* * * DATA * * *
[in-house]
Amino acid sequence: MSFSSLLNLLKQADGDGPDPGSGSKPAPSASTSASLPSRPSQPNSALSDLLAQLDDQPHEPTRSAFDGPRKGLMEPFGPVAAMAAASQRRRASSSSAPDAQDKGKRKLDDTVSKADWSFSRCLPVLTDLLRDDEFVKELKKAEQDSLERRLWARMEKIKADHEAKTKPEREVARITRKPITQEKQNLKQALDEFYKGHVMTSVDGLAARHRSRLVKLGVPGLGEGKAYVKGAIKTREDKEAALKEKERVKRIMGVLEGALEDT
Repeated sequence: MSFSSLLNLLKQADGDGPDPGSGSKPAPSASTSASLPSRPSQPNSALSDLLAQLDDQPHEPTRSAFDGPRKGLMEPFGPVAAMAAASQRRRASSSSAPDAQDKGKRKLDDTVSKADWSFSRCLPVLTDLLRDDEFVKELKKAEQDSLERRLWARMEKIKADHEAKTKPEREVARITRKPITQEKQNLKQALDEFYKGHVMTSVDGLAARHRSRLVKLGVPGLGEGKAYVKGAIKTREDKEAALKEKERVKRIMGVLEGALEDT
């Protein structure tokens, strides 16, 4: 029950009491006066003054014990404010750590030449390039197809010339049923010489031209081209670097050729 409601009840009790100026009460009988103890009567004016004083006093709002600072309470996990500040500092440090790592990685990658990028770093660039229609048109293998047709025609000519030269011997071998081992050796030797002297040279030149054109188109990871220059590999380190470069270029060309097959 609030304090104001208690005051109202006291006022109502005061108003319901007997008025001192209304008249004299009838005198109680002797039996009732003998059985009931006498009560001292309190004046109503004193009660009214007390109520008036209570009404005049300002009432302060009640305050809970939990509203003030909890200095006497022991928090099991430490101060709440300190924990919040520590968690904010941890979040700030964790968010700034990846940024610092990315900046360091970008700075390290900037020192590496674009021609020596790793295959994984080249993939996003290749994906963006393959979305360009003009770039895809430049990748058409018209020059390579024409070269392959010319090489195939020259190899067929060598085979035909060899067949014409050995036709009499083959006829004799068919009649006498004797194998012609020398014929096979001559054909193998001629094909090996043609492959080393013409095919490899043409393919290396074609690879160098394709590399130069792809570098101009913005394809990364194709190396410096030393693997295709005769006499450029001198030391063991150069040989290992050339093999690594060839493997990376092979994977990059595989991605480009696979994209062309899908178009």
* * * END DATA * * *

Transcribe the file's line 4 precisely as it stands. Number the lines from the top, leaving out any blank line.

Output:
């Protein structure tokens, strides 16, 4: 029950009491006066003054014990404010750590030449390039197809010339049923010489031209081209670097050729 409601009840009790100026009460009988103890009567004016004083006093709002600072309470996990500040500092440090790592990685990658990028770093660039229609048109293998047709025609000519030269011997071998081992050796030797002297040279030149054109188109990871220059590999380190470069270029060309097959 609030304090104001208690005051109202006291006022109502005061108003319901007997008025001192209304008249004299009838005198109680002797039996009732003998059985009931006498009560001292309190004046109503004193009660009214007390109520008036209570009404005049300002009432302060009640305050809970939990509203003030909890200095006497022991928090099991430490101060709440300190924990919040520590968690904010941890979040700030964790968010700034990846940024610092990315900046360091970008700075390290900037020192590496674009021609020596790793295959994984080249993939996003290749994906963006393959979305360009003009770039895809430049990748058409018209020059390579024409070269392959010319090489195939020259190899067929060598085979035909060899067949014409050995036709009499083959006829004799068919009649006498004797194998012609020398014929096979001559054909193998001629094909090996043609492959080393013409095919490899043409393919290396074609690879160098394709590399130069792809570098101009913005394809990364194709190396410096030393693997295709005769006499450029001198030391063991150069040989290992050339093999690594060839493997990376092979994977990059595989991605480009696979994209062309899908178009």